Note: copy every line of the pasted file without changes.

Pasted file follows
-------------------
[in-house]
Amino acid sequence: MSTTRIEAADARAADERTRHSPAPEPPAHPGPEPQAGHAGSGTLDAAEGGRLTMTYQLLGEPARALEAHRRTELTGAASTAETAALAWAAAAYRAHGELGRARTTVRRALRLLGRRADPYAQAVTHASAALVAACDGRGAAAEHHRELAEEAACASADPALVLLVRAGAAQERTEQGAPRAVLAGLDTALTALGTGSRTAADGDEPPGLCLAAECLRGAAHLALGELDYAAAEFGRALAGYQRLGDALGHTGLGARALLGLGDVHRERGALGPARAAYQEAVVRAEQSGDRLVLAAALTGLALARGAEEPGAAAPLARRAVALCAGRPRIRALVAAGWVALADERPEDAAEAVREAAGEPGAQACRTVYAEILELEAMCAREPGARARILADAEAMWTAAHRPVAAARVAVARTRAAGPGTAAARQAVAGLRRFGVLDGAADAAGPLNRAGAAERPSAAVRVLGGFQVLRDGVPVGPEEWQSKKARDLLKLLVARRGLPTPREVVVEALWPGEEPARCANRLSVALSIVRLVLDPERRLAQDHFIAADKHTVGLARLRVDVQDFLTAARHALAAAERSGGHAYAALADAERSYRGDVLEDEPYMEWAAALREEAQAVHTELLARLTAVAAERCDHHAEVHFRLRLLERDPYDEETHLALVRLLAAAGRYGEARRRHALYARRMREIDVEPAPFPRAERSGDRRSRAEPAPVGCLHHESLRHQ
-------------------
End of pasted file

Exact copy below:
[in-house]
Amino acid sequence: MSTTRIEAADARAADERTRHSPAPEPPAHPGPEPQAGHAGSGTLDAAEGGRLTMTYQLLGEPARALEAHRRTELTGAASTAETAALAWAAAAYRAHGELGRARTTVRRALRLLGRRADPYAQAVTHASAALVAACDGRGAAAEHHRELAEEAACASADPALVLLVRAGAAQERTEQGAPRAVLAGLDTALTALGTGSRTAADGDEPPGLCLAAECLRGAAHLALGELDYAAAEFGRALAGYQRLGDALGHTGLGARALLGLGDVHRERGALGPARAAYQEAVVRAEQSGDRLVLAAALTGLALARGAEEPGAAAPLARRAVALCAGRPRIRALVAAGWVALADERPEDAAEAVREAAGEPGAQACRTVYAEILELEAMCAREPGARARILADAEAMWTAAHRPVAAARVAVARTRAAGPGTAAARQAVAGLRRFGVLDGAADAAGPLNRAGAAERPSAAVRVLGGFQVLRDGVPVGPEEWQSKKARDLLKLLVARRGLPTPREVVVEALWPGEEPARCANRLSVALSIVRLVLDPERRLAQDHFIAADKHTVGLARLRVDVQDFLTAARHALAAAERSGGHAYAALADAERSYRGDVLEDEPYMEWAAALREEAQAVHTELLARLTAVAAERCDHHAEVHFRLRLLERDPYDEETHLALVRLLAAAGRYGEARRRHALYARRMREIDVEPAPFPRAERSGDRRSRAEPAPVGCLHHESLRHQ